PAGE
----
Found 5 talks width keyword astrosiesmology
Time-domain space missions have revolutionized our understanding of stellar physics and stellar populations. Virtually all evolved stars can be detected as oscillators in missions such as Kepler, K2, TESS and PLATO. Asteroseismology, or the study of stellar oscillations, can be combined with spectroscopy to infer masses, radii and ages for very large samples of stars. This asteroseismic data can also be used to train machine learning tools to infer ages for even larger stellar population studies, sampling a large fraction of the volume of the Milky Way galaxy. In this talk I demonstrate that asteroseismic radii are in excellent agreement with those inferred using Gaia and spectroscopic data; this demonstrates that the current asteroseismic data is precise and accurate at the 1-2% level. Major new catalogs for Kepler and K2 data are nearing completion, and I present initial results from both. We find unexpected age patterns in stars though to be chemically old, illustrating the power of age information for Galactic archeology. Prospects for future progress in the TESS era will also be discussed.
More than 40 years ago, Skumanich (1972) showed how rotation and magnetic activity decreased with the age of a solar-like star. While this result was based on the study of young cluster stars, later observations of other clusters, still younger than the Sun, agreed with this “gyrochronology” relationship.
With the high-quality photometric data collected by the Kepler mission, we have the opportunity to test and study the evolution of stellar dynamics to older field stars. While for clusters, the determination of stellar ages is eased by the fact that the stars were born from the same molecular cloud, it gets trickier and less precise for field stars. This is where asteroseismology plays an important role by providing more precise ages than any other classical methods.
In this talk I will mostly focus on asteroseismic targets from solar-like stars to red giants where we could measure surface rotation, core rotation, and magnetic activity. I will show how the photometric data of Kepler is providing key information in the understanding of angular momentum transport in stars and of magnetic activity at different evolutionary stages of a star like the Sun.
The Kepler spacecraft is providing photometric time series with micromagnitude precision for thousands of variable stars. The continuous time-series of unprecedented timespan open up the opportunity to study the pulsational variability in much more detail than was previously possible from the ground. We present a first general characterization of the variability of A-F type stars as observed in the Kepler light curves of a sample of 750 candidate variable A-F type stars, and investigate the relation between gamma Doradus, delta Scuti, and hybrid stars. Our results suggest a revision of the current observational instability strips, and imply an investigation of pulsation mechanisms to drive hybrid pulsations.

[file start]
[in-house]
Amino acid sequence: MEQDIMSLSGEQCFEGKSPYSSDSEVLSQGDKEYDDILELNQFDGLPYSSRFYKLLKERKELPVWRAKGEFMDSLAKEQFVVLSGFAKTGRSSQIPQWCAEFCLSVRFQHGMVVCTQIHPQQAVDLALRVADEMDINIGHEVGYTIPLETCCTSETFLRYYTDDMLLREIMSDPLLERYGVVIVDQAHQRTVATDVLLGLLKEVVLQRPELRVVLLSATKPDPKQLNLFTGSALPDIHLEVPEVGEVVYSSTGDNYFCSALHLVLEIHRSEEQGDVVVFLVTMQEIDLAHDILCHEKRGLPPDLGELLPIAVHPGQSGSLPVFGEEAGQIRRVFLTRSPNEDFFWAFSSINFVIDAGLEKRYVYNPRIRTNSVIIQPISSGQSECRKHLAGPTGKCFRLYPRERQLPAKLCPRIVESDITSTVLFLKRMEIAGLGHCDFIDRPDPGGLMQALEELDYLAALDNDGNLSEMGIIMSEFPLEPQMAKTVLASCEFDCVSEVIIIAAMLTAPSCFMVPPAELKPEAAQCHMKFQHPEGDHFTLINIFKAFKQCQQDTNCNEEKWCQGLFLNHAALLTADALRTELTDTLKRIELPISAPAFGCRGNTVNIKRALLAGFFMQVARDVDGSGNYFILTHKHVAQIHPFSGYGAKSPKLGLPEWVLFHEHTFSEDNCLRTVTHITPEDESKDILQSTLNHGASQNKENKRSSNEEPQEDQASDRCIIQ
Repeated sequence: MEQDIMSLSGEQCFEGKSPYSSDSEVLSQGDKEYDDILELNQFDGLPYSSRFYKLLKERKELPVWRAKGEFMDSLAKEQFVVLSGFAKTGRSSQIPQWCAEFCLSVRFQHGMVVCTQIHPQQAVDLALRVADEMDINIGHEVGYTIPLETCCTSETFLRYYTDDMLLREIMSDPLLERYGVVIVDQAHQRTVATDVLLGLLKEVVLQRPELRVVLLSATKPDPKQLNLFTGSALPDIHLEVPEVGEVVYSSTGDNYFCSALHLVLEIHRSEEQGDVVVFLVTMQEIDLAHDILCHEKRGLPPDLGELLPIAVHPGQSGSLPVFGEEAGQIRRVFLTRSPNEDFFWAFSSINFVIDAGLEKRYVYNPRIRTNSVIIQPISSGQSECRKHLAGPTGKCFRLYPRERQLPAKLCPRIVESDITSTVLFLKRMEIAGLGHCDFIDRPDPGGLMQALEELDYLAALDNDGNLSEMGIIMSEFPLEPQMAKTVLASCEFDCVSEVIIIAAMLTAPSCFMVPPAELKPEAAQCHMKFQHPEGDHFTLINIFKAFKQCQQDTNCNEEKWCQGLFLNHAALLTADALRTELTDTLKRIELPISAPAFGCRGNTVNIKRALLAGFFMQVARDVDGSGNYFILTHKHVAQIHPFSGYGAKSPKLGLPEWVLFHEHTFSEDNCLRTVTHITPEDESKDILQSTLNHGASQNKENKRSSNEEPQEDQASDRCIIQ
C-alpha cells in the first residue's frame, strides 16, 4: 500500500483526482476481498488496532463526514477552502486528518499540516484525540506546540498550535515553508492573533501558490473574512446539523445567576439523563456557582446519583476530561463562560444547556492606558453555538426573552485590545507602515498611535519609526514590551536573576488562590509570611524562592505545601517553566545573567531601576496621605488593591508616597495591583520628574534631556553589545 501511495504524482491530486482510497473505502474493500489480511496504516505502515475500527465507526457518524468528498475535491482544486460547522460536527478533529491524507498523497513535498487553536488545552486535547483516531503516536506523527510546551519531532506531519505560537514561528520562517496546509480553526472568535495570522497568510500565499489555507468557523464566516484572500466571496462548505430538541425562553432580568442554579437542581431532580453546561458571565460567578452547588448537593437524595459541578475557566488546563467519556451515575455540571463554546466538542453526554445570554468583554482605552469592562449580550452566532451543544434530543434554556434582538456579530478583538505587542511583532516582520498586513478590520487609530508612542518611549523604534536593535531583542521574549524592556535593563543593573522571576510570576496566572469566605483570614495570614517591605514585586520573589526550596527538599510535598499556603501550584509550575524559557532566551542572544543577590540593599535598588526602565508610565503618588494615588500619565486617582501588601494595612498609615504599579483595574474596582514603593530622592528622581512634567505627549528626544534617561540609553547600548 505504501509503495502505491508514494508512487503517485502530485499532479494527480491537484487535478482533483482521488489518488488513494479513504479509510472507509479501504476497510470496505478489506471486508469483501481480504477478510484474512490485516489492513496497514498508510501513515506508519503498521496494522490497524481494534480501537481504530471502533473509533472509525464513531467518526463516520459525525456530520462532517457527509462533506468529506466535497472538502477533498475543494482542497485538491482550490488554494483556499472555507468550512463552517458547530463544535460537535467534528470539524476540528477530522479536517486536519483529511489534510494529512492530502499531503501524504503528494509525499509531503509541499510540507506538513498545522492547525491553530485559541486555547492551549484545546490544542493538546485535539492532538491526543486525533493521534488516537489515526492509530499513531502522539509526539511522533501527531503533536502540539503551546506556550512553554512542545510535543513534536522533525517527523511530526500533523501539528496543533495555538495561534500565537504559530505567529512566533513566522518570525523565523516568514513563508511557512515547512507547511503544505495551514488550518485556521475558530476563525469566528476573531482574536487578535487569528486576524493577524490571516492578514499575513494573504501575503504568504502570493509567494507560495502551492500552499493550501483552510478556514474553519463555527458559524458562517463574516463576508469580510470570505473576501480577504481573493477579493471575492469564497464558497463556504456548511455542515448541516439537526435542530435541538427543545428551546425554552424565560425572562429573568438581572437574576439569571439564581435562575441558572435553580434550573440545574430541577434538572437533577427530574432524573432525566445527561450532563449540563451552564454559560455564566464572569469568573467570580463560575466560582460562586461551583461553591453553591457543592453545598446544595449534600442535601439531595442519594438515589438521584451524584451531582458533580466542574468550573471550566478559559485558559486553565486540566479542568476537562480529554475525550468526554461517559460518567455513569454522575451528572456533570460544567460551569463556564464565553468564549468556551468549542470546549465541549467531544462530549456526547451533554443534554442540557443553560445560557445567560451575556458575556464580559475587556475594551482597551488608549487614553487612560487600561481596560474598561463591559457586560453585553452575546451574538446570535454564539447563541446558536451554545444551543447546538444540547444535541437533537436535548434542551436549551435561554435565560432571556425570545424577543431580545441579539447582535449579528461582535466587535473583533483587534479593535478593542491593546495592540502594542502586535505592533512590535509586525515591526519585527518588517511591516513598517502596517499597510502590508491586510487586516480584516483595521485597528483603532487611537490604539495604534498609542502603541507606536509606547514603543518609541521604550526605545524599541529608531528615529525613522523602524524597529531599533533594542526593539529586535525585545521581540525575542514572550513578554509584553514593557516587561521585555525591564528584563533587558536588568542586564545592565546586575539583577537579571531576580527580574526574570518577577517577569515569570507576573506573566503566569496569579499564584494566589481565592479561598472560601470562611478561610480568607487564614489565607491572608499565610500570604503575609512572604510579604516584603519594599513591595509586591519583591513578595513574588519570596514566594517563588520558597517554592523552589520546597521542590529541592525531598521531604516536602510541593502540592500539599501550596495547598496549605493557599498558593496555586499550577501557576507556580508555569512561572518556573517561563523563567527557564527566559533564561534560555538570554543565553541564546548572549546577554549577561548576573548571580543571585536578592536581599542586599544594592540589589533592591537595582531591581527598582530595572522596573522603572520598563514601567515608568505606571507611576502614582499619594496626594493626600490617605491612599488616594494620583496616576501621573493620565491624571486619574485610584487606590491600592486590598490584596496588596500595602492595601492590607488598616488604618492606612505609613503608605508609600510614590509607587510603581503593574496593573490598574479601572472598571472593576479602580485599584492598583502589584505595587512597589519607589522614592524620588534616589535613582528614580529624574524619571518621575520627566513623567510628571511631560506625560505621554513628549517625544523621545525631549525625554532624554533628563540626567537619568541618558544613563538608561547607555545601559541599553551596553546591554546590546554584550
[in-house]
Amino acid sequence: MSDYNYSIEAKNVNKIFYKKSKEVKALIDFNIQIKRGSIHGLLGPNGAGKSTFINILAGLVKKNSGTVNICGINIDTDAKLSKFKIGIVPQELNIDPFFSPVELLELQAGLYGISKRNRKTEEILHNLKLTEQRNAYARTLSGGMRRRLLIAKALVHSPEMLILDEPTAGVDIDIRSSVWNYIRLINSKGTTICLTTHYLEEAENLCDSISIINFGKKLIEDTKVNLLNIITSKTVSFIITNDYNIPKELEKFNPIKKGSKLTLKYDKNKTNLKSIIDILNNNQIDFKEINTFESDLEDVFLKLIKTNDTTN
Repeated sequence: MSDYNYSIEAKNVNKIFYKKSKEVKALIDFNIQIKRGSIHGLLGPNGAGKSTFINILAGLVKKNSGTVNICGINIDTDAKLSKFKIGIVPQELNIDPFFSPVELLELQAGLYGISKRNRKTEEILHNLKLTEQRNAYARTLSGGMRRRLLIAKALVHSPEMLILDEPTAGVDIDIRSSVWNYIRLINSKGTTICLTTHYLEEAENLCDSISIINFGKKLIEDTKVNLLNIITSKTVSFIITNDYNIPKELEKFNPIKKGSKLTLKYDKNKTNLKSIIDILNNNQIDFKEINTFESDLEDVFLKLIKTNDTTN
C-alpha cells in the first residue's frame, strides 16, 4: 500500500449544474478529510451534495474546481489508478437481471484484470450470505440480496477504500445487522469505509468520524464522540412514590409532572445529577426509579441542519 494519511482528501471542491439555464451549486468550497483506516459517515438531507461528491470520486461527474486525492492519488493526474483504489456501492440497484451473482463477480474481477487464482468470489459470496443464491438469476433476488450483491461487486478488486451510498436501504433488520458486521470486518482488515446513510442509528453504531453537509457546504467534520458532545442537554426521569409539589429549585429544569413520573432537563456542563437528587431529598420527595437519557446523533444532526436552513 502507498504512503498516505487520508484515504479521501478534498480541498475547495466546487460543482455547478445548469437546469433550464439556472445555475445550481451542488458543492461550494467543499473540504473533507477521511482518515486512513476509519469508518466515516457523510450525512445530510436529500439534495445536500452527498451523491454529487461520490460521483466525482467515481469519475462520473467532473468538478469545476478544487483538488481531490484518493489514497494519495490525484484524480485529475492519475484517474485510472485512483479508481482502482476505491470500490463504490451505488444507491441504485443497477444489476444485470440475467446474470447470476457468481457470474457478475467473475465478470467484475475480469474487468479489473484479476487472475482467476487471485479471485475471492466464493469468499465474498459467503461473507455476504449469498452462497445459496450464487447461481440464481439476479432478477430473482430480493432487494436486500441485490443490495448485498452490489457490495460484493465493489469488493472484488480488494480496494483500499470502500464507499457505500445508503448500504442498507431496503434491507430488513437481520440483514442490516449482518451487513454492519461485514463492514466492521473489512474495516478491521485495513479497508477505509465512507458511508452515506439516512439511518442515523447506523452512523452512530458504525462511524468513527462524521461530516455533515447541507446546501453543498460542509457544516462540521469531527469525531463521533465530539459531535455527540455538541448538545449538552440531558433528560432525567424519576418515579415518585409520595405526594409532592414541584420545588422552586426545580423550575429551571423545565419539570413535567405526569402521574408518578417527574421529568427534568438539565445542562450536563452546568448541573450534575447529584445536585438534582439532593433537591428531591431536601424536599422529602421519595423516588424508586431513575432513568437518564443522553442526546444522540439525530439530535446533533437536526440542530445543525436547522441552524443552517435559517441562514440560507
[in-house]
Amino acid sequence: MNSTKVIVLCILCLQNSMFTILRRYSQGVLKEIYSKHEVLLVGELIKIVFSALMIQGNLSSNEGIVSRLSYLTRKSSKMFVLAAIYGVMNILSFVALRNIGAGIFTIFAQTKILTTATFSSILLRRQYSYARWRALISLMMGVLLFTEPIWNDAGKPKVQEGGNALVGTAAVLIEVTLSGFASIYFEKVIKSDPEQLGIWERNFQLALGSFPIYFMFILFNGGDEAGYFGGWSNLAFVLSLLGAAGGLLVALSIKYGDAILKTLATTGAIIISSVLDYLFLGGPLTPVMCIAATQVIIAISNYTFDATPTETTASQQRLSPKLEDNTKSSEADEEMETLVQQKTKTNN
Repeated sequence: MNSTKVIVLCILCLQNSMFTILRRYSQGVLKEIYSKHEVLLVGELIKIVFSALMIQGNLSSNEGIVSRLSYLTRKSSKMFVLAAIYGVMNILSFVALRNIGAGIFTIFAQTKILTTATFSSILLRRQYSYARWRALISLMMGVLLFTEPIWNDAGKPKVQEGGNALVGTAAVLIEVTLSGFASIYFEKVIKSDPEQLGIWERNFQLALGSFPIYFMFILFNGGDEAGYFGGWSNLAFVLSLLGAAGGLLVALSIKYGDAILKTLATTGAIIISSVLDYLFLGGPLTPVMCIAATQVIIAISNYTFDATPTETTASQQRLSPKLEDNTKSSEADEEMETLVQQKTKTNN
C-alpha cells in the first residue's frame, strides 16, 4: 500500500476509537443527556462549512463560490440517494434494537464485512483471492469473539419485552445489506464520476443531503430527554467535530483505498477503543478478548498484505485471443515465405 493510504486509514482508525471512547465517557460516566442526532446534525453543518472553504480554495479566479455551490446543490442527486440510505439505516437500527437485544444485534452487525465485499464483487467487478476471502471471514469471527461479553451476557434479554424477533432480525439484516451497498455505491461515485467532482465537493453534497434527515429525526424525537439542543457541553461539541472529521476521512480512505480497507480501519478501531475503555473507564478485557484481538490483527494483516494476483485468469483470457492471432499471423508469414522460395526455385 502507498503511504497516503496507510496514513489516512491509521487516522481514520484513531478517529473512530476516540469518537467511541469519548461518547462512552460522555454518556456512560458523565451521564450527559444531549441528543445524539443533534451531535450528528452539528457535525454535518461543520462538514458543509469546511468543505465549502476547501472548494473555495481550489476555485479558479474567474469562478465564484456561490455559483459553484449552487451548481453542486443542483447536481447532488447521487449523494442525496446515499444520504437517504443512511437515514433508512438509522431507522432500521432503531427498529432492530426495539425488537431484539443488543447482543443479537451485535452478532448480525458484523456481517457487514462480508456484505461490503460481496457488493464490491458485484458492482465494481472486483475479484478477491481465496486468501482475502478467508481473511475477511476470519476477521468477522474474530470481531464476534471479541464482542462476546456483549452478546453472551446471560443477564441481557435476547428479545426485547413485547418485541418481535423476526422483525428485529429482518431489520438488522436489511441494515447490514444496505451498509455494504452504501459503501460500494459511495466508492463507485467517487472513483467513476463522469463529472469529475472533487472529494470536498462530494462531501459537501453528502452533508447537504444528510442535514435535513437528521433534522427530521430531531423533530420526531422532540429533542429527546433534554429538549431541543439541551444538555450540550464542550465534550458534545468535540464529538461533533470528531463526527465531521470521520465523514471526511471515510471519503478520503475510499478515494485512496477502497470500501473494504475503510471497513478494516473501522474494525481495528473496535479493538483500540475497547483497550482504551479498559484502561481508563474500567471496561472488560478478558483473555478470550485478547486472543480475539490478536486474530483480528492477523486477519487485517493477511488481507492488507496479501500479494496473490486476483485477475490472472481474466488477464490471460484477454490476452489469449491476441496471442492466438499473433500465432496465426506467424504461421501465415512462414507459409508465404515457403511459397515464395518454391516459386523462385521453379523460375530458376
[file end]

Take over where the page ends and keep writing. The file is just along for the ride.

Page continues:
At the end of 2008, on ideas of teams from the Observatoire de la Côte d’Azur (OCA) and IAC, the CoRoT satellite observed the star HD 46375, known to host a non-transiting Saturn-mass exoplanet with a 3.023 day period. HD 46375 is the brightest star with a known close-in planet in the CoRoT accessible field of view. As such, it was targeted by the CoRoT additional program and observed in a CCD normally dedicated to the asteroseismology program, to obtain an ultra-precise photometric lightcurve and detect or place upper limits on the brightness of the planet. In addition, a ground-based support was simultaneously performed with the high-resolution NARVAL spectro-polarimeter to constrain the stellar atmospheric and magnetic properties. In this seminar, I will present the main results, in particular the stellar constrain we obtained thanks to the detection of the oscillation mode signature and the plausible detection of the planetary signal, which, if confirmed with future observations, would be the first detection of phase changes in the visible for a non-transiting planet.
AbstractGamma Dor stars (M = 1.2-2.5 M⊙; spectral type A-F) are very interesting from an asteroseismic point of view. They show gravity modes, which are the only modes that provide information on the deep stellar interior. Observationally they are very challenging targets. Typical pulsation periods are of the order of a day and amplitudes are fairly small (below 0.05 mag; 2 km/s), making it extremely difficult to monitor the periodic variations from the ground. The asteroseismic space missions CoRoT and Kepler are providing uninterrupted time-series from space, with unprecedented accuracy, and hence promise a revolution in the study of gamma Dor stars. I will present results of the seismic analysis of CoRoT and Kepler gamma Dor targets, and the associated ground-based support observations, involving many telescopes at different observatories (including La Palma and Izaña).
« Newer Older »
- TBD (the Amanar project: under the same sky)Dr. Sandra Benítez HerreraTuesday April 28, 2020 - 12:30 (Aula)
- SMACK: GNU Bash and working on the command-lineDr. Mohammad AkhlaghiTuesday May 5, 2020 - 12:30 (Aula)